Sandwiched in between his two Beatles films—A Hard Day’s Night (1964) and Help! (1965)—is Richard Lester’s The Knack … and How to Get It (1965). While I find it impossible to peg any of Lester’s 1960s work as his best, The Knack is certainly near the top of the list. Though it lacks the fame of the Beatles movies, it’s possibly the best example of everything that was—and is—special about Lester’s movies of this era. It moves like lightning. It perfectly reflects its time. It’s good-hearted. It’s filled with in-your-face cinematic invention that somehow never distances you from the characters or the story. (This particular alchemy of Lester’s—the ability to never let you forget you’re watching a movie while still engaging your emotions—is why none of his imitators ever quite equaled him.) And the film has a freshness that time can’t touch. It was contemporary in 1965, and it feels contemporary today. Actually, put into perspective, it seems a bit ahead of its time, especially as concerns its white-on-white apartment that resembles the look of John Lennon’s “Imagine” video—made six years later.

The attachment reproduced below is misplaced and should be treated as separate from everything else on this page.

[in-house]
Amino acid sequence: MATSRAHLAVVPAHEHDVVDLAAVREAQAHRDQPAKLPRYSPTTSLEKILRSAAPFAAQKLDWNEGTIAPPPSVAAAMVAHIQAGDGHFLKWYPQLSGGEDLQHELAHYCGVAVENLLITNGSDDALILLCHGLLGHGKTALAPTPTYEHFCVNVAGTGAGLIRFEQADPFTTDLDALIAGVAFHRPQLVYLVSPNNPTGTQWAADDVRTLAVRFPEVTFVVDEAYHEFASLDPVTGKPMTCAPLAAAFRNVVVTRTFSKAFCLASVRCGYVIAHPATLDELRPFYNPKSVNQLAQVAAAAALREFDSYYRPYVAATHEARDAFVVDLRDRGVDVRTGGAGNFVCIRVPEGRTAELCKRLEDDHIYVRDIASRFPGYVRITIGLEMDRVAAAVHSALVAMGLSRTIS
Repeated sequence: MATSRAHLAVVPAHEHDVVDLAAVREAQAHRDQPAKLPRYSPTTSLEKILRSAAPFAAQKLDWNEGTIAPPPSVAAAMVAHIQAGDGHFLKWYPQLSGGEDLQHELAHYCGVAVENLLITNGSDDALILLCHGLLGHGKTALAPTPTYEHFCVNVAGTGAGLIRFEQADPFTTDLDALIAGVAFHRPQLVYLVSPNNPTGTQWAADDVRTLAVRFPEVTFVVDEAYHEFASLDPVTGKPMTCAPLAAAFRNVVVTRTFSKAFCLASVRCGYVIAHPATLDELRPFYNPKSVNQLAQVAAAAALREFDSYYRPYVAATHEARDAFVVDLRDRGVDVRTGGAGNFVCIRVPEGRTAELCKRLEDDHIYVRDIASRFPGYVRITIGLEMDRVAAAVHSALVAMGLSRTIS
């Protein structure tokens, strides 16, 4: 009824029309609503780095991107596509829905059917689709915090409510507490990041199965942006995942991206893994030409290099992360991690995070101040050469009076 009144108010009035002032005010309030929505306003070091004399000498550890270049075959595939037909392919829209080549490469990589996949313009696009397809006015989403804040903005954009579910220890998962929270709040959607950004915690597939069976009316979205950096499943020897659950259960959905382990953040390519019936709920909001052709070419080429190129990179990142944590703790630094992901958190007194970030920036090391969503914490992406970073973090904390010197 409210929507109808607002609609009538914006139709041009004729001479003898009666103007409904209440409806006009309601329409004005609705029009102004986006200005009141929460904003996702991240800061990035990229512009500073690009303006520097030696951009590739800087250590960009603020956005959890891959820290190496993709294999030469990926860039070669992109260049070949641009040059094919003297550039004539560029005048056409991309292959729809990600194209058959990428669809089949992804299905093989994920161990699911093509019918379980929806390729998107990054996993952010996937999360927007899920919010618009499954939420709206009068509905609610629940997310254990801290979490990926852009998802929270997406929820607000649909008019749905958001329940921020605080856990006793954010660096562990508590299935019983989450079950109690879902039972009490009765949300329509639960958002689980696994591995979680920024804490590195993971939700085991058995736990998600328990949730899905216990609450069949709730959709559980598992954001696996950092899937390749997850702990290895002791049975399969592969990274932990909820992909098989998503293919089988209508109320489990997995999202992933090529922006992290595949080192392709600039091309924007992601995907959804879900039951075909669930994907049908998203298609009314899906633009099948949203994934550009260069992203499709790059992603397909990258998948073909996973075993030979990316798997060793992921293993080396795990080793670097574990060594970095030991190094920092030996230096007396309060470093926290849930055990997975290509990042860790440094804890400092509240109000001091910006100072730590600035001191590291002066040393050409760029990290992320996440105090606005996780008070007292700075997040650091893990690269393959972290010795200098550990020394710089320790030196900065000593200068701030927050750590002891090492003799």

The story—taken from Ann Jellicoe’s play and adapted by frequent Lester collaborator Charles Wood (Help!)—concerns a timid school teacher (Michael Crawford) who wants to learn “the knack” from his seemingly oversexed boarder (Ray Brooks), a man so successful with women that he gives out Green Shield Savings Stamps (the UK equivalent of S&H Green Stamps) to his conquests. Into this stumbles Nancy (Rita Tushingham), a young girl new to London in search of the YWCA, and Tom (Donal Donnelly), an agreeably odd fellow with a mania for painting things white. Much visual and verbal byplay of the finest kind follows. Everything about the film feels genuine and uncalculated, and it finally comes across as one joyous celebration of life and of being alive. And if there’s one thing this remarkable and remarkably funny film is, it’s alive. It may also be the most unusual romantic comedy ever made.